Meanwhile, the mythological rivalry between BA and Virgin Atlantic turned out to be just that – a myth. In fact, they had been quietly working together to agree price levels. In August, BA was hit with a £250m Office of Fair Trading fine, which most saw as a fair cop. The big unanswered question is what will become of former BA marketing director Martin George – will he face trial in the US for his part in the offences?

BP chief executive John Browne resigned in May after admitting he lied to a High Court judge over a tabloid kiss- and-tell story. His credentials as an agent of corporate social responsibility lie in tatters. A number of accidents across BP’s operations over recent years have suggested that the oil giant’s conversion to the cause of responsible business was nothing but spin. It has much work to do to slough off accusations of greenwashing.

Following the Stern report on climate change in May 2006, many brands put their green plans into action this year. In January, M&S launched a £200m eco-plan to make it carbon neutral in five years called Plan A – “because there is no Plan B”.

However, the Advertising Standards Authority (ASA) revealed that there has been a sharp rise in complaints this year about false environmental claims by brands. Policing the over-exuberant assertions of marketers has emerged as an ever-more critical task in justifying the preponderance of advertising in our society.

Thank the Lord, then, that we have a new peer in charge at the ASA. Lord Smith, inventor of the Department for Culture, Media & Sport became ASA chairman in July.

Tightening regulation
That leads us on to another red-hot topic this year – tightening regulations on the consumer society. We will apparently gorge, smoke and drink ourselves into a stupor if sufficiently encouraged by advertising.

Even so, banning tobacco ads was not enough to clear away the fug of smoke. So in July, a ban on smoking in public places was introduced, though early reports suggest it has not had the devastating effect on pub attendance some doommongers had predicted.

Meanwhile, curbs on ads high in fat, salt and sugar aimed at children have been introduced and will be tightened next year and there are even greater threats ahead. Ed Balls, the Secretary of State for Children, Schools and Families, announced his children’s plan this month, which promises “an independent assessment commissioned to understand the impact of the commercial world on children’s wellbeing”. Marketers can expect a rough ride from the review next spring.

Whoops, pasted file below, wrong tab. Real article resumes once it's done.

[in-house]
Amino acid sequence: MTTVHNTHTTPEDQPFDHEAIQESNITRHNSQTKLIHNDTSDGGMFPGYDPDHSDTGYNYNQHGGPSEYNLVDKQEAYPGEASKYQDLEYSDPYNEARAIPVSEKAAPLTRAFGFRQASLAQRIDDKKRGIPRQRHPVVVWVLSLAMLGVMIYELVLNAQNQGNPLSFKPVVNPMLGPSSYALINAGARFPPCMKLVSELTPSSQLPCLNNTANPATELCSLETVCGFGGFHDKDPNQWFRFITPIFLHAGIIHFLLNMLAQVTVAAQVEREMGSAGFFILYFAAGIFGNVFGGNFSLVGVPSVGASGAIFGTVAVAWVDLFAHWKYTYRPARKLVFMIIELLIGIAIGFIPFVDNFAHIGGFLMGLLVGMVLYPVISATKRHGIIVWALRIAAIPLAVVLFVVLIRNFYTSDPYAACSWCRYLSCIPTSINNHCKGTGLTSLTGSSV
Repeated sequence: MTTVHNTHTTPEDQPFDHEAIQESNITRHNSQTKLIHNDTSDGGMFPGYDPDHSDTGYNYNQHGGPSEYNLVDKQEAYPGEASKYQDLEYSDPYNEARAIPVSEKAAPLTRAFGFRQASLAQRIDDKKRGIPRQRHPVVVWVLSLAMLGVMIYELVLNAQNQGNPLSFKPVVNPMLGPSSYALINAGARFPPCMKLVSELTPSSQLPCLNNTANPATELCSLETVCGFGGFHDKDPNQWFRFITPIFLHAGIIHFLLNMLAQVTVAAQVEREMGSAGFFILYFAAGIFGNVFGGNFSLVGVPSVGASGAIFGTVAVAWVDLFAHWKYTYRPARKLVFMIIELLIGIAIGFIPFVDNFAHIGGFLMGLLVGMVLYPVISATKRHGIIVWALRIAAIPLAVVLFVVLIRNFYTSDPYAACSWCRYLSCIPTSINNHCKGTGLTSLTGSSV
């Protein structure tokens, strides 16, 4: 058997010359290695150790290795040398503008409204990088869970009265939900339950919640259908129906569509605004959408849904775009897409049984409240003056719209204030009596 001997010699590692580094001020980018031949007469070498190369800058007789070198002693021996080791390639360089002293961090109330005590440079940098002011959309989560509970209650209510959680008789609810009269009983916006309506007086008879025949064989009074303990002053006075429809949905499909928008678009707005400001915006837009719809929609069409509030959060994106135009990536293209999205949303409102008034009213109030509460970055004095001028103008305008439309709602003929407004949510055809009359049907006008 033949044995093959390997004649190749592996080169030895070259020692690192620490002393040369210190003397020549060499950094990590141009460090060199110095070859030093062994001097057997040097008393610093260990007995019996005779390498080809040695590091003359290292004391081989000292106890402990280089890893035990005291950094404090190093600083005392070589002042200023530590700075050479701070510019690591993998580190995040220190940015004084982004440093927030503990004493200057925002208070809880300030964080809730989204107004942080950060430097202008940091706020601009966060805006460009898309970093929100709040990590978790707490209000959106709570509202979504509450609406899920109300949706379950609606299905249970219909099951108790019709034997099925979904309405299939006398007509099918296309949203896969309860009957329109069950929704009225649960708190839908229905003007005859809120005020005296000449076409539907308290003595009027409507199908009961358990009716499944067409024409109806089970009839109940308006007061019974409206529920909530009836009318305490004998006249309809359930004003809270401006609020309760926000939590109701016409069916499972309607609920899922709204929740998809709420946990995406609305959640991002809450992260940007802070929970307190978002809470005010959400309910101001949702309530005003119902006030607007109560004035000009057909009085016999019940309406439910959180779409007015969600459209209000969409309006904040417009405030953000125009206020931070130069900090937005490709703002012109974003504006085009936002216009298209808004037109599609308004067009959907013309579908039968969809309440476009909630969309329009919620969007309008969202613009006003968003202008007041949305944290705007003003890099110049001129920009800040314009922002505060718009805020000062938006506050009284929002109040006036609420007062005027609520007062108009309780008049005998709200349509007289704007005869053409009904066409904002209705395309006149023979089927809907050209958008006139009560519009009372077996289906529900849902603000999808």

But brand owners are not taking all this ad bashing lying down. As part of the fightback, the Advertising Association has hired Conservative peer Baroness Peta Buscombe, who joined in January as chief executive.

People moves
Another Lord – Michael Grade – is also playing an essential role in ensuring television ads are not gradually reduced to a quaint relic of the past. He became ITV’s executive chairman in January and started to turn around the brand owners’ favourite media owner.

Other less noble but equally important names have risen, fallen, appeared and disappeared from the world of marketing, each one offering its own lesson. Readers can draw their own conclusions from the following.

In January, 3’s marketing director Graeme Oxby left and reappeared as managing director of Virgin Mobile, while 3 chief executive Bob Fuller departed in June. Toyota commercial director Paul Philpott left to join Kia as UK managing director and Scottish & Newcastle promoted UK marketing director Tim Seager (an ex-Procter & Gamble marketer) to UK managing director – and then to run S&N France.

But one of the most spectacular job moves of the year was ex-Vodafone marketer Lance Batchelor’s appointment as Tesco marketing director in July.

Other notable moves include Motorola’s European marketing director Simon Thompson leaving the handset manufacturer after just a year to join Lastminute.com as chief marketing officer.

In October, Coors Brewers, the UK arm of Molson Coors, appointed former marketing chief Mark Hunter as its chief executive.

Takeovers and break-ups
The break-up of magazine and radio giant EMAP after it sacked chief executive Tom Moloney showed us what a poison chalice he had been handed in the first place. This month, its consumer magazine and radio interests have been bought by H Bauer.

Meanwhile, a series of mergers and acquisitions in the beer market indicate that here is a sector ripe for consolidation as it struggles against rivalry from wine against a background of flat sales in the UK.

Heineken unveiled a bid to buy S&N’s UK brewing interests as part of a joint global takeover with Carlsberg. In November, SABMiller agreed a £583m deal for Dutch lager brand Grolsch.

 

Odds and ends

  • Lee Daley, who left his role as Saatchi & Saatchi chief executive to join Manchester United as commercial director, lasted less than four months in his new role. Where next, Lee?
  • Bacardi enlisted Michael Schumacher as global brand ambassador promoting sensible drinking and safe driving.
  • The Michelin Man, one of the most famous brand icons of all time, was resurrected after an absence of eight years in a multimillion-pound push for the tyre manufacturer.
  • The Honda Formula One team dropped sponsorship logos from the chassis of its car in favour of an image of the earth to align its brand with environmental issues.
  • General Motors was labelled an “utter disgrace” by environmental groups for launching its gas-guzzling Hummer model in the UK.
  • Carphone Warehouse axed its sponsorship of Big Brother after the Celebrity Big Brother racism row.
  • Nokia revived its ill-fated N-Gage brand as a piece of gaming software built into handsets, rather than a standalone device.

    Additional reporting by Marketing Week reporters